January 19, 2019 – To no one’s surprise, traveling from Split to Dubrovnik may be the most frequented route for tourists coming to Croatia – and specifically Dalmatia. While there are more than a few options on hand when going from one coastal town to the other, depending on whether you choose the bus, plane, boat, or car, you’ll get from the Dalmatian capital to the Pearl of the Adriatic anywhere between 1-6 hours, give or take.
Though if our opinion had any influence on your choice, we’d suggest you take a drive down the coast – and this is primarily because of the roadside charms you’ll find along the way.
Here’s how we think your road trip itinerary should look from Split to Dubrovnik.
Split to Omiš
Your first stop after leaving Split should be in Omiš, which is less than an hour away (though you should potentially factor in seasonal traffic). Omiš is known as the town where the Cetina River meets the Adriatic – and it’s also known for its history of pirates and klapa singing. Omiš also boasts many attractions, such as fortresses from the 13th (Mirabella) and 15th-century (Fortica), a precious old town, a 10th-century church, and perhaps best of all to keep your road-trip-hunger curbed – Soparnik, a Swiss chard savory pie that has been declared as intangible cultural heritage of Croatia by the Croatian Ministry of Culture.
From Omiš to the Makarska Riviera
Your next stop on the road trip should be, well, literally anywhere on the Makarska Riviera. While the town of Makarska marks the center of the Riviera and is perhaps the most famous for its Franciscan Monastery, unique museums, and churches, there are other stops you absolutely shouldn’t miss. Take one of Croatia’s best beaches, Brela, for example, or the town of Tučepi, which is known for having one of the longest beaches in Croatia. Or if you have more time to kill, don’t miss out on visiting Biokovo Nature Park!
From Makarska to Neum in Bosnia and Herzegovina
Did you know that you have to pass through Bosnia and Herzegovina on the road to Dubrovnik? Just an hour and a half away from Makarska is the town of Neum in Bosnia and Herzegovina, which is the country’s only access to the Adriatic Sea. A seaside resort town, Neum offers a variety of food, drink, and tobacco products at much lower prices than in Croatia – and if you’re hungry, make sure you try a mixed grill (and specifically čevapi) or a burek!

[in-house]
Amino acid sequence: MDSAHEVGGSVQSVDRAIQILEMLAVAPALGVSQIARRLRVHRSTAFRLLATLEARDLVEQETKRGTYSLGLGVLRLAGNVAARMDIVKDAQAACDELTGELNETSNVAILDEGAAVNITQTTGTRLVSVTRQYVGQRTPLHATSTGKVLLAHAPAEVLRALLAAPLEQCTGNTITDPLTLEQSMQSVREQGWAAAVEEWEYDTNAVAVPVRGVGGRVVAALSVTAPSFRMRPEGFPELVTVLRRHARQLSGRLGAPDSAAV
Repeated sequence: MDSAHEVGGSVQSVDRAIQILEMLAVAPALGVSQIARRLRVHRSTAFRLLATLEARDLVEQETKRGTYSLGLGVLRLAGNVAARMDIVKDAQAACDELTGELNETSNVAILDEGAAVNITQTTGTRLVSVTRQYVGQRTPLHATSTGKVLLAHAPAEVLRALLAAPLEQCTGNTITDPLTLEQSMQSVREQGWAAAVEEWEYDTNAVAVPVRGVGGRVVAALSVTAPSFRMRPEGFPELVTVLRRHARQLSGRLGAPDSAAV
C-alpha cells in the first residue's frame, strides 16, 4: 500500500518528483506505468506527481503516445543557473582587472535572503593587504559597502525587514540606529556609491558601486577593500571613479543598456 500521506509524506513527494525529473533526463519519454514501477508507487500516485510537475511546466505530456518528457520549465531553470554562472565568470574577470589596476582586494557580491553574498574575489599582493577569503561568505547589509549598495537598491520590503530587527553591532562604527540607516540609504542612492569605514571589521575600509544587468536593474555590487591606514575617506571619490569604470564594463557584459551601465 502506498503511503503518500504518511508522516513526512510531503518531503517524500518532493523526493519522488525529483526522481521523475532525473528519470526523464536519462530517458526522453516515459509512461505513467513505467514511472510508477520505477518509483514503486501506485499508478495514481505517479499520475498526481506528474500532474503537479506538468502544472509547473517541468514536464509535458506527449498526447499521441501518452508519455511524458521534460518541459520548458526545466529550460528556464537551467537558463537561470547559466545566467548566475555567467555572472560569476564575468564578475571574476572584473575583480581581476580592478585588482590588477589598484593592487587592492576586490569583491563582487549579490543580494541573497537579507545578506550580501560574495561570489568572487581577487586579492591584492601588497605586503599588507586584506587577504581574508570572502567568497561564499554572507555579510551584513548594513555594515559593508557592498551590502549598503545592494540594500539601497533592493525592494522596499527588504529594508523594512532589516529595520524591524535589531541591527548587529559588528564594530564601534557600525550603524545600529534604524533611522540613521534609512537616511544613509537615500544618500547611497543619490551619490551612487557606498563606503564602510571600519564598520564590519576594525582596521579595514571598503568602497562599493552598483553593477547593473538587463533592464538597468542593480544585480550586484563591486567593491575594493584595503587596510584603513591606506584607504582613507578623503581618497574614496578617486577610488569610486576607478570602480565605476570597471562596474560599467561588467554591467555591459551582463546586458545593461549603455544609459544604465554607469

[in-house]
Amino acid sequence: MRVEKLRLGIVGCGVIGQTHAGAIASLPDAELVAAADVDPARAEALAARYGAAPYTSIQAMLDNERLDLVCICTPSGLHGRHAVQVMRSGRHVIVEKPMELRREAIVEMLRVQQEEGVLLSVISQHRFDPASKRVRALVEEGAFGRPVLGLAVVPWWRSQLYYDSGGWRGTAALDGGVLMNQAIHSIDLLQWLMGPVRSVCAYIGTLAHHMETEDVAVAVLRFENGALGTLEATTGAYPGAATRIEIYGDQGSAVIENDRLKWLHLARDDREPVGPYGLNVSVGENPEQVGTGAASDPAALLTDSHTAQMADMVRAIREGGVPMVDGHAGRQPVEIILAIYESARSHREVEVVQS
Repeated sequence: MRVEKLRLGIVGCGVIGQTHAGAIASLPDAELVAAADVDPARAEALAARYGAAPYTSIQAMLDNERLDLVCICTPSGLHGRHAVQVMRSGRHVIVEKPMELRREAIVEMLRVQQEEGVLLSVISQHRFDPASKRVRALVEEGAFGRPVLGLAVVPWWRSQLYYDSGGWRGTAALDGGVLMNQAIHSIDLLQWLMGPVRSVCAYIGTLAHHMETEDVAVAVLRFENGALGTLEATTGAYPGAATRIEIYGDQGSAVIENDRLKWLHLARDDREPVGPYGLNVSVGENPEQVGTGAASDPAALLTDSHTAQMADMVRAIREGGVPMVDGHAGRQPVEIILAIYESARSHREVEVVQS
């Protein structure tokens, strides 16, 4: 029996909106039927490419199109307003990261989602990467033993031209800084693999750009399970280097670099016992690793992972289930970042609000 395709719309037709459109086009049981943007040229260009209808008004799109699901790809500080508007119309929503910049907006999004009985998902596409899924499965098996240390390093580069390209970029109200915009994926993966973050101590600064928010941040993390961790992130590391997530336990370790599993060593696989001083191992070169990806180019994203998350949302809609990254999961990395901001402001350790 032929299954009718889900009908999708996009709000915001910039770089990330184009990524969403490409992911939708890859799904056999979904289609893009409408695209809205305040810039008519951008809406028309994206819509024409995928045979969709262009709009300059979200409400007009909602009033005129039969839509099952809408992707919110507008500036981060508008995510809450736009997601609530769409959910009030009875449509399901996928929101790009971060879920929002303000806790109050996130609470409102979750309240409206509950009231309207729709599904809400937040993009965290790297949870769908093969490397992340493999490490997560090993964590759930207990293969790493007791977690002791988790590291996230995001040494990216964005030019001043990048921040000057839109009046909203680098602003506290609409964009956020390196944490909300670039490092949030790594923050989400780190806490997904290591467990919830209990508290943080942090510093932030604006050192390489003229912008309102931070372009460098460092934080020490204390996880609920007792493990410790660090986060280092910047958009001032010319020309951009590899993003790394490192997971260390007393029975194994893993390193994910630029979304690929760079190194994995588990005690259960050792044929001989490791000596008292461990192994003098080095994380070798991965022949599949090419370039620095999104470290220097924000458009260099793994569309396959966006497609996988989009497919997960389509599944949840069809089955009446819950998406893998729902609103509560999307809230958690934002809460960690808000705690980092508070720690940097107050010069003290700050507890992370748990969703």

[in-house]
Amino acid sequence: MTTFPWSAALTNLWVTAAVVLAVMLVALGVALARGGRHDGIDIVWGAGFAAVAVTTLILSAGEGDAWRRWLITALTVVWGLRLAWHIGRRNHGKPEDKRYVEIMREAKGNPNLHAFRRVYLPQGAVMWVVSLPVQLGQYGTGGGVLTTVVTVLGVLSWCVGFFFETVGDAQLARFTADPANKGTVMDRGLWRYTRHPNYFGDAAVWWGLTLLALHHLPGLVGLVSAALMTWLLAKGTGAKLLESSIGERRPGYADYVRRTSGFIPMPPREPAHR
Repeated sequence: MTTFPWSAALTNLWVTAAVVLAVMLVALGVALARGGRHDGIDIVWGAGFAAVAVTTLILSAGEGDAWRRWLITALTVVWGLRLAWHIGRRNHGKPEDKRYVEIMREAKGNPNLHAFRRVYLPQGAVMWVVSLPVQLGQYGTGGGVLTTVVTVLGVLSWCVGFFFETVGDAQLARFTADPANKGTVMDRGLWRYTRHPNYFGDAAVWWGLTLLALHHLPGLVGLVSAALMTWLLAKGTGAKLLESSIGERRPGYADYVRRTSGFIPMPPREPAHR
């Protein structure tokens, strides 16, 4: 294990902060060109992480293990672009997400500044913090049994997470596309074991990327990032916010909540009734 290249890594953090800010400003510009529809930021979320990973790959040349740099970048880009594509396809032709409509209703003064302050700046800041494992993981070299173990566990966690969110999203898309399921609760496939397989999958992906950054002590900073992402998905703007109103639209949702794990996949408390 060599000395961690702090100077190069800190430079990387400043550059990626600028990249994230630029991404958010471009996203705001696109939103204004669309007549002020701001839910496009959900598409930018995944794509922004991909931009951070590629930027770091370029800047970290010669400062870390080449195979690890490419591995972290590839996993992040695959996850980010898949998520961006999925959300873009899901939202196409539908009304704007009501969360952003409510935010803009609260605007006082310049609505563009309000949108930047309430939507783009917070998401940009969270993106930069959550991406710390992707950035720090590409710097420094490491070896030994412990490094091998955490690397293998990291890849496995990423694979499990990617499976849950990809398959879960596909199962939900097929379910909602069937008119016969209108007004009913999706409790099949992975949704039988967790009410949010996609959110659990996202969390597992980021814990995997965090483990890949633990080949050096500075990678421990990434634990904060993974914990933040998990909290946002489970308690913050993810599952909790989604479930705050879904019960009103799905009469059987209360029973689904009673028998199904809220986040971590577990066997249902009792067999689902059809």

PS: Don’t forget your passport!
From Neum to Ston
Just about a half hour away from Neum is the town of Ston, known for its oyster farming, salt works, and wall that is known as Europe’s equivalent to the Great Wall of China. Ston is a small town with just a few restaurants, but trying the oysters are a must – as is tasting the Ston risotto, which can be found at Kapetanova Kuća (Captain’s House), which was also named one of Croatia’s 100 best restaurants. And if you feel like you need to work off all the food from the trip, take a hike up the 3 kilometer Ston wall, which was built in the 14th century.
From Ston to Dubrovnik
The light at the end of the tunnel, Dubrovnik, is located less than an hour away from Ston, though one more stop could interest you. Precisely, the Trsteno Arboretum is known as the oldest arboretum in this part of the world – and it was also used as a filming location in the third and fourth seasons of Game of Thrones.
But the best part? If you don’t feel like making the drive but wish to see all the charms along the way, Solo Transfers is here to save the day. One of Croatia’s most trusted private transfers companies, Solo Transfers will take you door-to-door, and everywhere you wish in between on your Croatian adventure.
For more information on bookings, visit the Solo Transfers website.
To learn more about Split and Dubrovnik, follow TCN’s travel section.